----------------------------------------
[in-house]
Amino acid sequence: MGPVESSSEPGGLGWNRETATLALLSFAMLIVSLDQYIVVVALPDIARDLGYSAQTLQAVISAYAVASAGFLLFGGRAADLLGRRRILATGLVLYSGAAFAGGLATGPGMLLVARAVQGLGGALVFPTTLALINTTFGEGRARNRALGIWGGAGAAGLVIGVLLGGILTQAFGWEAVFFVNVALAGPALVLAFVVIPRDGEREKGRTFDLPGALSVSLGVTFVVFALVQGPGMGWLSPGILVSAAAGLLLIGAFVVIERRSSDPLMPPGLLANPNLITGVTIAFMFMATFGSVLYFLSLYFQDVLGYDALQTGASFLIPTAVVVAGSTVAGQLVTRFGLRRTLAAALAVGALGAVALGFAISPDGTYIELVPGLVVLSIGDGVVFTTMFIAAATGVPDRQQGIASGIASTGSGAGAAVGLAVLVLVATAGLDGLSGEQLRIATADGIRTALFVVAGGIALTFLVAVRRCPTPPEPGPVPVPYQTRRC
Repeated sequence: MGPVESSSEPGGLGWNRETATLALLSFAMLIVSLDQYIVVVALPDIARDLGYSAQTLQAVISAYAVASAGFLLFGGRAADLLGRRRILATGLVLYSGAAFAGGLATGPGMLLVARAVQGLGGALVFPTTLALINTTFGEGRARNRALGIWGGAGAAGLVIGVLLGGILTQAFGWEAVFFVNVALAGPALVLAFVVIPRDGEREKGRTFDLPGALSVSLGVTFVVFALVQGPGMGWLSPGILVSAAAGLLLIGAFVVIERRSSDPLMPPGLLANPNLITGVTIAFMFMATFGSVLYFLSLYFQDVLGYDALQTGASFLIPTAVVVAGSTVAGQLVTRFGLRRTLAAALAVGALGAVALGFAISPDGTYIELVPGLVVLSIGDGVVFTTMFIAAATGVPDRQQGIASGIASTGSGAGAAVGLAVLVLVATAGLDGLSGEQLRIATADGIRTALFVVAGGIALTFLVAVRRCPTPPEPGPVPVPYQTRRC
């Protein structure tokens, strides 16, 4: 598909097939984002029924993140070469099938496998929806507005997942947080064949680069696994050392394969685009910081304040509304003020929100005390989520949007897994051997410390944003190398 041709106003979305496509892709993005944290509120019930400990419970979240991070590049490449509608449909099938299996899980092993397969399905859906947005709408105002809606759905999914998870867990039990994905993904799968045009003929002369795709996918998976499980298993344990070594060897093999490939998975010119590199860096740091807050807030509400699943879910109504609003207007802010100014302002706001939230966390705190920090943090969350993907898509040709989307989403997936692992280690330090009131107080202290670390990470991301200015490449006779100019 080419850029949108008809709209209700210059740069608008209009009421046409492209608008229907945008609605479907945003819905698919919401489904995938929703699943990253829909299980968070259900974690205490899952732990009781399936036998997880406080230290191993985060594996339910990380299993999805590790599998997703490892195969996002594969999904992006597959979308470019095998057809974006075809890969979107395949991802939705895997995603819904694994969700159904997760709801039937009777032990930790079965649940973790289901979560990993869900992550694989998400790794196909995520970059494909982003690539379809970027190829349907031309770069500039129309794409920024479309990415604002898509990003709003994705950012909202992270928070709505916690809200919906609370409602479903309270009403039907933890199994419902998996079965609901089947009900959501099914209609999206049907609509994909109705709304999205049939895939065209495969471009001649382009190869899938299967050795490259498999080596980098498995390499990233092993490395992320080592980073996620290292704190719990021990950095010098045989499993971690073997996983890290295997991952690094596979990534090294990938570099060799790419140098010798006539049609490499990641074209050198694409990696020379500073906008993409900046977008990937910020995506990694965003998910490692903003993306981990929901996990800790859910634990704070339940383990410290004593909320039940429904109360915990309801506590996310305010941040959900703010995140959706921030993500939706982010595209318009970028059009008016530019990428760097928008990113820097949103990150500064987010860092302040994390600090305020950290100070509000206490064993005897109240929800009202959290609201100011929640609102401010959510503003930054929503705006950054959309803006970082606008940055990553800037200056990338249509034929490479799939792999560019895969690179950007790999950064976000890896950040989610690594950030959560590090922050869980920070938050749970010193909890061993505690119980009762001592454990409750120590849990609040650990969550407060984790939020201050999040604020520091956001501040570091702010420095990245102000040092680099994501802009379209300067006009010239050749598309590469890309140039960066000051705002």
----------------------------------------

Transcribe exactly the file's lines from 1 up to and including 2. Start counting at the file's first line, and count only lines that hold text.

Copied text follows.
[in-house]
Amino acid sequence: MGPVESSSEPGGLGWNRETATLALLSFAMLIVSLDQYIVVVALPDIARDLGYSAQTLQAVISAYAVASAGFLLFGGRAADLLGRRRILATGLVLYSGAAFAGGLATGPGMLLVARAVQGLGGALVFPTTLALINTTFGEGRARNRALGIWGGAGAAGLVIGVLLGGILTQAFGWEAVFFVNVALAGPALVLAFVVIPRDGEREKGRTFDLPGALSVSLGVTFVVFALVQGPGMGWLSPGILVSAAAGLLLIGAFVVIERRSSDPLMPPGLLANPNLITGVTIAFMFMATFGSVLYFLSLYFQDVLGYDALQTGASFLIPTAVVVAGSTVAGQLVTRFGLRRTLAAALAVGALGAVALGFAISPDGTYIELVPGLVVLSIGDGVVFTTMFIAAATGVPDRQQGIASGIASTGSGAGAAVGLAVLVLVATAGLDGLSGEQLRIATADGIRTALFVVAGGIALTFLVAVRRCPTPPEPGPVPVPYQTRRC